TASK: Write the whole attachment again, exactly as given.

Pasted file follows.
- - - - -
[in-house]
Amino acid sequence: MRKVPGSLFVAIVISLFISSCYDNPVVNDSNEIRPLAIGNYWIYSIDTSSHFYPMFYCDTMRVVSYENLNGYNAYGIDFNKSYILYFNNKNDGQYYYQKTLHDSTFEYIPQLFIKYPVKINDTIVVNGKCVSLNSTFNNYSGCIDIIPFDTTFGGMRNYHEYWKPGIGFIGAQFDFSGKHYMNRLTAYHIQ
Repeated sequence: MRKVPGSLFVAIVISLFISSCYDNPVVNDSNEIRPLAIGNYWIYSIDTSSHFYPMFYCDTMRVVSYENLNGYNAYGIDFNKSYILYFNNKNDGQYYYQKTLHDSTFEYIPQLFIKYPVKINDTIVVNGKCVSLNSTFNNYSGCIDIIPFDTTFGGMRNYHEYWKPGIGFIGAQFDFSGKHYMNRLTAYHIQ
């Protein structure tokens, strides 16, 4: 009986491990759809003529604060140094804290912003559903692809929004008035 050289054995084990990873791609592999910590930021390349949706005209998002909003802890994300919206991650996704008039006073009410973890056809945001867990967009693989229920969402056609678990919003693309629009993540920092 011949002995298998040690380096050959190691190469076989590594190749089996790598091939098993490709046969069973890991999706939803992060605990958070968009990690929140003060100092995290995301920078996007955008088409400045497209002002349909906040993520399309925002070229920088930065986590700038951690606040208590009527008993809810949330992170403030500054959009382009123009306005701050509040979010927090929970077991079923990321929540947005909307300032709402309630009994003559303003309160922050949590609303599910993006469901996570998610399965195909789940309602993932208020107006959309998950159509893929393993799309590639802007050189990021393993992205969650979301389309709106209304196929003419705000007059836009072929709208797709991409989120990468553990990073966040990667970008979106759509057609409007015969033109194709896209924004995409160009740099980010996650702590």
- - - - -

[in-house]
Amino acid sequence: MRKVPGSLFVAIVISLFISSCYDNPVVNDSNEIRPLAIGNYWIYSIDTSSHFYPMFYCDTMRVVSYENLNGYNAYGIDFNKSYILYFNNKNDGQYYYQKTLHDSTFEYIPQLFIKYPVKINDTIVVNGKCVSLNSTFNNYSGCIDIIPFDTTFGGMRNYHEYWKPGIGFIGAQFDFSGKHYMNRLTAYHIQ
Repeated sequence: MRKVPGSLFVAIVISLFISSCYDNPVVNDSNEIRPLAIGNYWIYSIDTSSHFYPMFYCDTMRVVSYENLNGYNAYGIDFNKSYILYFNNKNDGQYYYQKTLHDSTFEYIPQLFIKYPVKINDTIVVNGKCVSLNSTFNNYSGCIDIIPFDTTFGGMRNYHEYWKPGIGFIGAQFDFSGKHYMNRLTAYHIQ
């Protein structure tokens, strides 16, 4: 009986491990759809003529604060140094804290912003559903692809929004008035 050289054995084990990873791609592999910590930021390349949706005209998002909003802890994300919206991650996704008039006073009410973890056809945001867990967009693989229920969402056609678990919003693309629009993540920092 011949002995298998040690380096050959190691190469076989590594190749089996790598091939098993490709046969069973890991999706939803992060605990958070968009990690929140003060100092995290995301920078996007955008088409400045497209002002349909906040993520399309925002070229920088930065986590700038951690606040208590009527008993809810949330992170403030500054959009382009123009306005701050509040979010927090929970077991079923990321929540947005909307300032709402309630009994003559303003309160922050949590609303599910993006469901996570998610399965195909789940309602993932208020107006959309998950159509893929393993799309590639802007050189990021393993992205969650979301389309709106209304196929003419705000007059836009072929709208797709991409989120990468553990990073966040990667970008979106759509057609409007015969033109194709896209924004995409160009740099980010996650702590």